The Twelve-Note Music of Anton Webern: Old Forms in a New Language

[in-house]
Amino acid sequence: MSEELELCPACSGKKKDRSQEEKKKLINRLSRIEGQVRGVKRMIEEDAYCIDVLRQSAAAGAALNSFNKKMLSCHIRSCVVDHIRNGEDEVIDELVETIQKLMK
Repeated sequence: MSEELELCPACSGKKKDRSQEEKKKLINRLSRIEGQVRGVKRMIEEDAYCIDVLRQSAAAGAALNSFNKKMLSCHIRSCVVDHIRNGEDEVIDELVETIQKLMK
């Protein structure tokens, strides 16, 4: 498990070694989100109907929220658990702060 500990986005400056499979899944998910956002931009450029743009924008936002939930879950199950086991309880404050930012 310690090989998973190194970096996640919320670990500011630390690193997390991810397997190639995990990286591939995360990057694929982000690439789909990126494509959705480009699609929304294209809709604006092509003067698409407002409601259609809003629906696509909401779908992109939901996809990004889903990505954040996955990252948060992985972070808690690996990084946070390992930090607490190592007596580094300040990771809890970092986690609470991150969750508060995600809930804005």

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This important new study reassesses the position of Anton Webern in twentieth-century music. The twelve-note method of composition adopted by Anton Webern had profound consequences for composers of the next generation such as Stockhausen and Boulez, who saw Webern's music as revolutionary. In her detailed analyses, however, Professor Bailey demonstrates a fundamentally traditional aspect to Webern's creativity, when describing his own music. Professor Bailey analyses all Webern's twelve-note works (from Op. 17 to Op. 31) i.e. the instrumental and vocal music written between 1924 and 1943. These analyses draw on sketch material recently made available at the Paul Sacher Foundation in Basel and include transcriptions of little-known drafts and sketches. A most valuable aspect of the book is the inclusion in appendices of such materials as a complete explanation of the row content of each work, the correct prime form of each of the rows from Op. 20 onwards, with a matrix constructed for each, and exhaustive row analyses.